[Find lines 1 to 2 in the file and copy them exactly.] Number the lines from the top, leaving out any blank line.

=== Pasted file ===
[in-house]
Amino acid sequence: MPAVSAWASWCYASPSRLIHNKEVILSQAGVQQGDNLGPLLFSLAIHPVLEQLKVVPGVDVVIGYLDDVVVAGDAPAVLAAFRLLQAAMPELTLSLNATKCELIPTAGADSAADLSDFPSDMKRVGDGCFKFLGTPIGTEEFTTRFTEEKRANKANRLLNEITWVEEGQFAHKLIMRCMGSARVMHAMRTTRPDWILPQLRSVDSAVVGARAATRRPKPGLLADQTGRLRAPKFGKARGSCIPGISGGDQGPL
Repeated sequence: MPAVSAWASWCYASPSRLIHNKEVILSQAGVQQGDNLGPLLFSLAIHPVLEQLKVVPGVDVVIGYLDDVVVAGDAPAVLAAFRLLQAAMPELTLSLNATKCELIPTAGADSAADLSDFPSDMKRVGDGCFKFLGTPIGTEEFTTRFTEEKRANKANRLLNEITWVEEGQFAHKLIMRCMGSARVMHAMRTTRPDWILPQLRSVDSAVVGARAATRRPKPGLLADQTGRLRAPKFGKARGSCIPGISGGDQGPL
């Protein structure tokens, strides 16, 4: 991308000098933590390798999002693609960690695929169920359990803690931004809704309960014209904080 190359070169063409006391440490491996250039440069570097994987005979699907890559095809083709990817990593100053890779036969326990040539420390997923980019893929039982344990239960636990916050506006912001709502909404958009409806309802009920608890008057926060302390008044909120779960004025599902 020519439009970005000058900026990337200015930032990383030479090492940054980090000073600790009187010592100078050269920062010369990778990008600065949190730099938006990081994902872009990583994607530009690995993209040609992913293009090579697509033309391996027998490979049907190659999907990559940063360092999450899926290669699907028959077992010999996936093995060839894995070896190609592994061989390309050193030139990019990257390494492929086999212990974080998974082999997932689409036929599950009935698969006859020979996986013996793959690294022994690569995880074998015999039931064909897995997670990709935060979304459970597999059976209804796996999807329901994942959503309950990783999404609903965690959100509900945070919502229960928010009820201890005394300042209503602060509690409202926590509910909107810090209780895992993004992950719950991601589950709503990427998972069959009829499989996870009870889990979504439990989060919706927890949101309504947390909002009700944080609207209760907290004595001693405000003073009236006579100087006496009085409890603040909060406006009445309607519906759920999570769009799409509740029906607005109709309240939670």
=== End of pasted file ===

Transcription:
[in-house]
Amino acid sequence: MPAVSAWASWCYASPSRLIHNKEVILSQAGVQQGDNLGPLLFSLAIHPVLEQLKVVPGVDVVIGYLDDVVVAGDAPAVLAAFRLLQAAMPELTLSLNATKCELIPTAGADSAADLSDFPSDMKRVGDGCFKFLGTPIGTEEFTTRFTEEKRANKANRLLNEITWVEEGQFAHKLIMRCMGSARVMHAMRTTRPDWILPQLRSVDSAVVGARAATRRPKPGLLADQTGRLRAPKFGKARGSCIPGISGGDQGPL